For those of you out there on the Internet reading this who grew up in the ’70s, you might remember a suspense thriller called The China Syndrome. It details how a series of events lead to a climactic conclusion at a nuclear power plant in the United States. The film is driven by the strength of convictions in each character, with suspense, and a healthy dose of fear created as events inexorably draw the viewer to a heart-pounding finish. The Hana SL had a similar effect on me while I had it in my system: I had no idea anything out of the ordinary would occur at the start of the review, but by the end I was a bit breathless.
The $750 USD Hana SL cartridge is relatively new to North American shores, and Edward Ku at Element Acoustics had some on hand, and asked would I be interested? I said “Yes!” He popped by soon after to mount the five-gram, black, plastic-bodied SL to my Linn Sondek. This was a bit trickier than usual because of the Hana’s light weight, but Ku persevered, and after some initial consternation, and a final azimuth tweak, it was good to go.
When the Hana SL was dropped off, I also had the acutely musical Avid Acutus SP turntable with an AMG Lorenzi tonearm, and Koetsu Rosewood Signature Platinum LOMC cartridge (review of this combo coming soon) in the mix courtesy of Mobile Fidelity. The phono stage at the time of this review was the incredibly versatile, and transparent Dynamic Sounds Associates (DSA) Phono II ($10,500 USD, review coming soon). Because it can handle three turntables or tonearms at a time on-the-fly, the Phono II seemed like the perfect way to see how the fudai Hana got along with the likes of a shinpan Koetsu ($11,000 USD).
But let’s back this up a bit. I’m sure you’re curious (as I was), as to where this cartridge comes from. Info is a little thin on the ground, but from what I gathered the Hana is built in Tokyo, Japan by the Excel Sound Corporation, a manufacturer which has been around for some 50-odd years producing OEM cartridges for a number of other companies.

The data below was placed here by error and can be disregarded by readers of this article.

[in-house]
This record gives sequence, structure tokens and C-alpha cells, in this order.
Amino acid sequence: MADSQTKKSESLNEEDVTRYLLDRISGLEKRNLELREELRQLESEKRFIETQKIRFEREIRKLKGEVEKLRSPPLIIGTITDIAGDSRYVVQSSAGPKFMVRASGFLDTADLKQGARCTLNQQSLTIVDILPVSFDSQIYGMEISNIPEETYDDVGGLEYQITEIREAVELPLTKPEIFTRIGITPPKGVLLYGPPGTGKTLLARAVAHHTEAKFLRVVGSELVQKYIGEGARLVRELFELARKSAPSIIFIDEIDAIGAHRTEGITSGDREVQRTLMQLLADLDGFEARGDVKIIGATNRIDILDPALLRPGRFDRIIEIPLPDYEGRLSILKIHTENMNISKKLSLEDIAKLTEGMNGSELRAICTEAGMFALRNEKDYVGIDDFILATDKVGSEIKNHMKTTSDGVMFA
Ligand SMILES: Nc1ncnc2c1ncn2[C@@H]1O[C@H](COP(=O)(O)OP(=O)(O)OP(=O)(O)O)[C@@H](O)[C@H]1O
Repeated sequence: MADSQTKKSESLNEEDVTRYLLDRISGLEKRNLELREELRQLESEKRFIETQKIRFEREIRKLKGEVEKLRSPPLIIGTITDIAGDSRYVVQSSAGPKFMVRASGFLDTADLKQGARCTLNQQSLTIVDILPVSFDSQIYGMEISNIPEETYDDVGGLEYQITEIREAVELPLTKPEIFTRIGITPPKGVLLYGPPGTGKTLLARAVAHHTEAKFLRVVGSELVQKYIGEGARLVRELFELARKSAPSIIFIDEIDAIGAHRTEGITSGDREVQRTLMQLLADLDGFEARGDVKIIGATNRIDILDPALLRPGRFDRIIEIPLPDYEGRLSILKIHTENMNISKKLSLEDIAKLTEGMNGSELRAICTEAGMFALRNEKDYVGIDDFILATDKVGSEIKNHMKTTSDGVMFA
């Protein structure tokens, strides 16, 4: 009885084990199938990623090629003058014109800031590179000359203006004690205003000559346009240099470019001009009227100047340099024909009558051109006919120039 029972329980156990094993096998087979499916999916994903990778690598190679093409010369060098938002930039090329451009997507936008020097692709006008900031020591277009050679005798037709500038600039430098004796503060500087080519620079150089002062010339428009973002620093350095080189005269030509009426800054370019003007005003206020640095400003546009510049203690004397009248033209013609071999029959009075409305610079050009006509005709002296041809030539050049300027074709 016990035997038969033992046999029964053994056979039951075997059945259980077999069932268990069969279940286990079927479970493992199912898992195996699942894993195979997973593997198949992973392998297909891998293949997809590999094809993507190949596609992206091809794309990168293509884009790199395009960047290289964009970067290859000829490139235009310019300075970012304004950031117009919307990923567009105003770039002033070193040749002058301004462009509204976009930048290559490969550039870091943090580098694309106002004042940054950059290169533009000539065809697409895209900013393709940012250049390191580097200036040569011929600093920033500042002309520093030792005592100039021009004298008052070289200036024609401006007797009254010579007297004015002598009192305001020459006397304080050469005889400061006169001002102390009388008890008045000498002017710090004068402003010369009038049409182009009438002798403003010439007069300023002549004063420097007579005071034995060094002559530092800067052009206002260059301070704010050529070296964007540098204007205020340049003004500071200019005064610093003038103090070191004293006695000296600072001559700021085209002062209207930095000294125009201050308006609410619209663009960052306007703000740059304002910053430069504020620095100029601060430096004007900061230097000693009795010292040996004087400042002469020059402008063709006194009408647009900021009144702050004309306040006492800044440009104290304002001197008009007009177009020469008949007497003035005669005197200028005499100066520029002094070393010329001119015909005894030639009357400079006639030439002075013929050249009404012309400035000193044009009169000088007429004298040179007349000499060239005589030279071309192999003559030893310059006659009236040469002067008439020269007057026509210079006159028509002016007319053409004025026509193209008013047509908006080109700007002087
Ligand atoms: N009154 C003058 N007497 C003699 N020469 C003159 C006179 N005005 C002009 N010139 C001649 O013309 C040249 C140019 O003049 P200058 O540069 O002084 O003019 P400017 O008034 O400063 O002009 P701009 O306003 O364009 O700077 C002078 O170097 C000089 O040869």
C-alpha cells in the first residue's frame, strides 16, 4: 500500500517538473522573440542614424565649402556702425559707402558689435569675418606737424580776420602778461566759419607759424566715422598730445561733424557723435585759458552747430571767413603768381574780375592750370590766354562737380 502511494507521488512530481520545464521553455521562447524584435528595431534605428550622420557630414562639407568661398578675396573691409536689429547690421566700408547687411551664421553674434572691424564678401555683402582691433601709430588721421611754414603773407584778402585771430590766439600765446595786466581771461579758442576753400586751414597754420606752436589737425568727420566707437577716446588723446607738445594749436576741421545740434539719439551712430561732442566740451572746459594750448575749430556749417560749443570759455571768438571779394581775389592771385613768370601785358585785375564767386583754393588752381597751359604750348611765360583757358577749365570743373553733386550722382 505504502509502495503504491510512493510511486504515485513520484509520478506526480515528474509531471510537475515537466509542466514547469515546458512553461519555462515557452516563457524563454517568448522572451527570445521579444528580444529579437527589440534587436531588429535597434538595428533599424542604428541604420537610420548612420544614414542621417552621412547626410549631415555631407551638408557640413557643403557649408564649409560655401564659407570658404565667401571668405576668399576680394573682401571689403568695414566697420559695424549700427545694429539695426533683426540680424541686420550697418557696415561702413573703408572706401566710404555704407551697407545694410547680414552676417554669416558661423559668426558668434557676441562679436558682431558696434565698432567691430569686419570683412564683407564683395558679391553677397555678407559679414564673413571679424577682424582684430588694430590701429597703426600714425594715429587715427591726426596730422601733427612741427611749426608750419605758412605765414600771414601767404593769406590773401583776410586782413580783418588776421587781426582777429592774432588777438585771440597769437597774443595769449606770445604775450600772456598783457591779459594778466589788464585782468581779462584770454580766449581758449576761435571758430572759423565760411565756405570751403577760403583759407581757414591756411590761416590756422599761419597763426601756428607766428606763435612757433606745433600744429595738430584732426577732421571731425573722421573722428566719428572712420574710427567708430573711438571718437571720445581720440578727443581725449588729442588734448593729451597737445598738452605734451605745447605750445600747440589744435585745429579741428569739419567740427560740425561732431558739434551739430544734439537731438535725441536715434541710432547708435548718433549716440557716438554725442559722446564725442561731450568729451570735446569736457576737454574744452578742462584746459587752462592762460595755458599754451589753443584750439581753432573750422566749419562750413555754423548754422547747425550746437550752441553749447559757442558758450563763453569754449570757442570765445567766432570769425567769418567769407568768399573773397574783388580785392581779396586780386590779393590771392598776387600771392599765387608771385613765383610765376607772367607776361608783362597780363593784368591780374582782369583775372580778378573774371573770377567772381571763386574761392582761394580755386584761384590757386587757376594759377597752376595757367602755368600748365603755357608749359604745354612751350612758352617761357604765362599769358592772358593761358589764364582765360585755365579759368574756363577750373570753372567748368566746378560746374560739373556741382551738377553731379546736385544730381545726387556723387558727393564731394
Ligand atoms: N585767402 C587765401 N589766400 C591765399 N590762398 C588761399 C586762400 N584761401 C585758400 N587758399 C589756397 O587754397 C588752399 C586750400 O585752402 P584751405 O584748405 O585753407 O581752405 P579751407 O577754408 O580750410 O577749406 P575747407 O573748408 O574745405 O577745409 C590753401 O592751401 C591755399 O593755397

The story goes that senior company management wanted to stop having their expertise hidden behind the curtains, and go for the spotlight. Thus, four cartridges were born last year: The EH, an elliptical stylus equipped high-output (2 mV) moving coil design, the EL which is identical to the EH except it is a low-output model (0.5 mV), the Shibata-tipped SH (2 mV), and finally the subject of this review, the SL (0.5 mV), a nude, natural diamond Shibata-profile stylus LOMC.
Suggested loading for the SL is greater than 400 Ohms, but after a few days of playing with everything from 100 to 1,000 Ohms, I settled on 175 Ohms, and 60 dB of gain, with a tracking force of 1.95 grams. YMMV, as this is obviously, system, and ear dependent.
“Still your pride looks small at midnight And I’m tired of being alone So I thought about Marie And reached for the phone…”
This is a rich emotional cake of music writ large over a sad, vodka-soaked heart. Every attacking note from the violins, and cellos throughout the LP alternately soothes, and makes your stomach muscles tighten. What I’m talking about here is nuance, delicacy – the ability to easily differentiate between stringed instruments in the background while simultaneously having your thoughts focused on every papery brush stroke of Nat’s voice on a 36-minute canvas that plays like a film at times in your mind’s eye rather than simply lyrical majesty.
I was at a fantastic party in my early 20s, and I drank way too much. Thankfully it was a big house stomp with BBQ, outdoor lights, and a friend spinning albums on the porch while I lay like a spilled drink in the grass of the backyard. It was a warm, late-summer night, and as I looked up at a spinning starfield in my rather delicate state I can still clearly remember how tactile the sound of the music was; as if I could reach out, and snap off pieces of the song from the clear night air like pieces of Lego. I got that same feeling listening to the XX’s Coexist through the Hana. Romy Madley Croft’s ethereal vocals on Missing, and Angels sounds like it’s cutting paper hearts out of foolscap with brand-new scissors. Add in the thundering drums, and stadium-sized guitar-reverb echoes overflowing the room, and it was all I could do to sit transfixed on my sofa like a distracted toddler’s rag doll: unable to move without assistance.
Completely lacking pretense, or subterfuge, this is a cartridge for honest music reproduction, and for those who honestly love music. It is incredibly quiet in the groove, so quiet in fact that at times when waiting for the first track to start I jumped up because I thought I hadn’t lowered the tonearm. While it may not have the cachet of a Benz Micro, or the safe sonic recognition of a Dynavector (both of which are brands I have tremendous respect for), at $750 USD it simply cannot be overlooked, ignored or unknown. It is a bargain of musicality at this price, with proper set-up, and in the right tonearm it will absolutely sing for years to come thanks to its long-wearing Shibata stylus, which should net an easy 2,000 hours of listening on clean, well cared for LPs.
- Stylus Profile: Natural Diamond Shibata
- Cantilever: Aluminum
- Output Level @ 1kHz: 0.5mV
- Output Balance @ 1kHz: Less Than 1.5dB
- Vertical Tracking Force: 2 grams
- Trackability: 70 um/2 grams
- Separation @ 1kHz: 28 dB
- Frequency Response: 15-32,000 Hz
- Impedance @ 1 kHz: 30 Ohms
- Suggested Load: 400 Omms
- Cartridge Weight: 5 Grams
- Body Color: Black
- Price: $749.00 USD